And how Jack loved the man beneath the gleaming suit and behind the excellent poker face.
The voice on the other end of the phone made Jack's heart swell and burst. The concert was over, and he was heading home, bereft and lost, and then that familiar ringtone he'd assigned to Ianto's number had finally, finally trilled.
"Yeah, Yan, hey," Jack murmured. "Hey. Um. Great performance tonight."
"I was at the concert."
"Yeah. Gwen got me a ticket."
Ianto paused, then: "Interfering..."
"...little sisters," Jack finished, and chuckled. "You on your way back now?"
"...No. I'm...not going back yet," Ianto said slowly.
"Come out with me, then?" Jack bargained hurriedly. "Please? Where are you staying?"
"Just a bed and breakfast place," Ianto said. "I'm...I'm still at the concert hall."
Jack abruptly turned on his heel, "Where, specifically?"
"Stay there, I'll come to you. I'm not far off. You want to go and get dinner, maybe? I really have missed you."
Jack was well aware that he looked and sounded desperate: he was near-running, retracing his route hurriedly in the darkening streets, and somehow afraid to let Ianto off the phone.
"That's..." Ianto began, but he didn't seem to know the words, and fell silent.
Jack turned the corner back onto the street and ran the last fifty yards, hanging up and turning into the alley where the stage entrance was in the same fluid movement.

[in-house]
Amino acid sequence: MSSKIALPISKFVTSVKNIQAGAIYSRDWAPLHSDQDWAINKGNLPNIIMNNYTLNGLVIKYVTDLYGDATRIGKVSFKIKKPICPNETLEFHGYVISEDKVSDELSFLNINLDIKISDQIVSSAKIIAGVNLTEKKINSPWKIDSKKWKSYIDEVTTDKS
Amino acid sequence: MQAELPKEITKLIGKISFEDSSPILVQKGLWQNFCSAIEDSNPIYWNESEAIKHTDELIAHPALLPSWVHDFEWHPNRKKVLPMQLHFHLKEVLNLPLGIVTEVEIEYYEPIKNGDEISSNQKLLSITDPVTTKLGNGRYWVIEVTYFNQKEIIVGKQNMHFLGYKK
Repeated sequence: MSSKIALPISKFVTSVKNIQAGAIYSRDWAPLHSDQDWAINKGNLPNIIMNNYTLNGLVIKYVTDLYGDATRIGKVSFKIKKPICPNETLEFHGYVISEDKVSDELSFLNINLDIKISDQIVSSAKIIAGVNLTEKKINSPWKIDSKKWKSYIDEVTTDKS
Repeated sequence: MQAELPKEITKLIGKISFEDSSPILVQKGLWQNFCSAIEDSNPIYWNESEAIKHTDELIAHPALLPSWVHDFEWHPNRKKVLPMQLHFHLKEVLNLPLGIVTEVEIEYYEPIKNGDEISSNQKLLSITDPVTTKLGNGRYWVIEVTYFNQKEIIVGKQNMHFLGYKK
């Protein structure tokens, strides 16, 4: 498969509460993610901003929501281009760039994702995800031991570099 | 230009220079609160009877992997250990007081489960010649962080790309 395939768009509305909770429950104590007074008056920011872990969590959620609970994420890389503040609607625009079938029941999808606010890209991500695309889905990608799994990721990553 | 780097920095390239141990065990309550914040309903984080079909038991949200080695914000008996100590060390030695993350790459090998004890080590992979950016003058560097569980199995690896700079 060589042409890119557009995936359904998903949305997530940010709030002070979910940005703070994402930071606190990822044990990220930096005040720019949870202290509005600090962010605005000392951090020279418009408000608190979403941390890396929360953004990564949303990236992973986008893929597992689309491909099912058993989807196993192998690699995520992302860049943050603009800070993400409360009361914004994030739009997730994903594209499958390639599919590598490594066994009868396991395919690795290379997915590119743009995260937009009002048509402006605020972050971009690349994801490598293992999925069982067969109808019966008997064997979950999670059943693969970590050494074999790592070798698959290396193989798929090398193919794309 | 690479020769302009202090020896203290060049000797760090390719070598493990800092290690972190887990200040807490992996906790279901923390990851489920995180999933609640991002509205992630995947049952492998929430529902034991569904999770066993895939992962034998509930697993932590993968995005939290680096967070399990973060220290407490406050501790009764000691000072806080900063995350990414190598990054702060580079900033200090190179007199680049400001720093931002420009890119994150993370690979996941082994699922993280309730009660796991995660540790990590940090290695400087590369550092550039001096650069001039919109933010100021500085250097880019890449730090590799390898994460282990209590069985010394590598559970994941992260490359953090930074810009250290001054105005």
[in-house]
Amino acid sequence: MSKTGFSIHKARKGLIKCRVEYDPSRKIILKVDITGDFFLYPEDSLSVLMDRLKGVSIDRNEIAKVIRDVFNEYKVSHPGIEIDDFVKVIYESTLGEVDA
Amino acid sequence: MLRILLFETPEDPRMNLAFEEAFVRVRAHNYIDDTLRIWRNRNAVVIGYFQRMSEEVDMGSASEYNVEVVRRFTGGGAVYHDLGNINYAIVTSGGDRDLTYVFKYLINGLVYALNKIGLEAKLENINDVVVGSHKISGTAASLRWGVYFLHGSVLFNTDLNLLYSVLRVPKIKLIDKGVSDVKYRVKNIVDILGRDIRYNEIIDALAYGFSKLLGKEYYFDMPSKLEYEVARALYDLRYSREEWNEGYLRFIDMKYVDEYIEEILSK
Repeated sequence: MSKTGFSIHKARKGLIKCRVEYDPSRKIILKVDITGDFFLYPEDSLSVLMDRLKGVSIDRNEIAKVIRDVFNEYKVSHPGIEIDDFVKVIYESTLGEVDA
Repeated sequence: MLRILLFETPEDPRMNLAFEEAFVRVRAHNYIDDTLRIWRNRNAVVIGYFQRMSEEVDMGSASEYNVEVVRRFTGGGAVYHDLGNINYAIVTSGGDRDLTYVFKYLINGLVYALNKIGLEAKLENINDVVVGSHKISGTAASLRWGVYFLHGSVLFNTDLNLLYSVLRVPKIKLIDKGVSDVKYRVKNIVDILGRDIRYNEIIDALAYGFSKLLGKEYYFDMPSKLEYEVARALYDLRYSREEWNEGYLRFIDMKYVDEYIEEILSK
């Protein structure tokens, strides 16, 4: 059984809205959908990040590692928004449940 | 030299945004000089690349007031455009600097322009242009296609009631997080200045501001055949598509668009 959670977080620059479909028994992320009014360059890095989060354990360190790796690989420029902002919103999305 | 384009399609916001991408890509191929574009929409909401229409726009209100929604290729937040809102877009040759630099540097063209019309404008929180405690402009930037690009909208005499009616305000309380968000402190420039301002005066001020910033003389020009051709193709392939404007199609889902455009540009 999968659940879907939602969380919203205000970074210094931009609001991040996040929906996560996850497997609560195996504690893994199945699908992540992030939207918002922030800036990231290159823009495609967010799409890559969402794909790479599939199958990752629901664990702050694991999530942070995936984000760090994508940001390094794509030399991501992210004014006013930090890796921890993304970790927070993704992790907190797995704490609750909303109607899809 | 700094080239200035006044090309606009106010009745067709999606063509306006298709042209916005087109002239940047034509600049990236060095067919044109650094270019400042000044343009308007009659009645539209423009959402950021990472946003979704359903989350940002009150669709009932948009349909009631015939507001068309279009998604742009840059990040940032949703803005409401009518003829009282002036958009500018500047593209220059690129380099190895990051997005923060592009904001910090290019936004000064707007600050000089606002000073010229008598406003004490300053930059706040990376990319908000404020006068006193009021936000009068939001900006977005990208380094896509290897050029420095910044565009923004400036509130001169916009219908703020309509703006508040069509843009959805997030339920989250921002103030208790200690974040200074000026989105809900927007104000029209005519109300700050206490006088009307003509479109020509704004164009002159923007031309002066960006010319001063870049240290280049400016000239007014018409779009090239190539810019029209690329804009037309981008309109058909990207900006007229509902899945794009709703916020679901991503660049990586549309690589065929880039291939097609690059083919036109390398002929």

And God, after only three weeks, he shouldn't have felt fluttery at seeing him again. And why had he expected Ianto's looks to have changed? God, he hadn't changed: he was exactly the same man that Jack had left behind. A suit and tie, neat shoes, and that battered backpack that Jack was so, so used to.
"Hello, you," he said.
"Hi," Ianto said, and returned a small smile.
Jack slid his arms around Ianto's waist, loving the familiar contours, and beamed.
"How long do I have you for?" he asked. "Do you need to leave early, or...?"
"Depends," Ianto said.
"On whether your door's still open."
Jack blinked. Ianto's face was locked in that tiny, patient smile, and his gaze was clear and steady and sure. Something that Jack wasn't totally accustomed to seeing on the young man's face.
"It's...always open," he said after a long moment.
"Then I guess you have me for a fair while," Ianto said evenly.
"How long?" Jack insisted.
"Long as you want," Ianto suddenly flushed and ducked his head. "I sold off my stuff. Just me and my backpack now."
"That's okay," Jack said, his voice quavering. "I have stuff."
There wasn't really a passionate kiss, and it wasn't raining like dramatic films, and there hadn't been any declarations of love, but crushing Ianto to him in a fierce embrace, Jack was pretty sure that there should at least be some cheesy background music or something. And Ianto's arms around him were equally tight, equally certain, and Jack's heart was buckling under the strain of it all.
"I love you," he said again.
"Me too," Ianto said.
So it wasn't romantic. So it wasn't what Jack had imagined. But hell, it was perfect anyway, and he knew his grin, when he eventually pulled back, was ridiculously wide.
"So," he said, "next trip. France or Germany?"
"I don't speak German," Ianto said flatly. "And I was actually thinking in the more immediate future. Like, pub?"
"Pub first. Then France."
Their hands slotted together like pieces of a jigsaw, and something intangible was mended.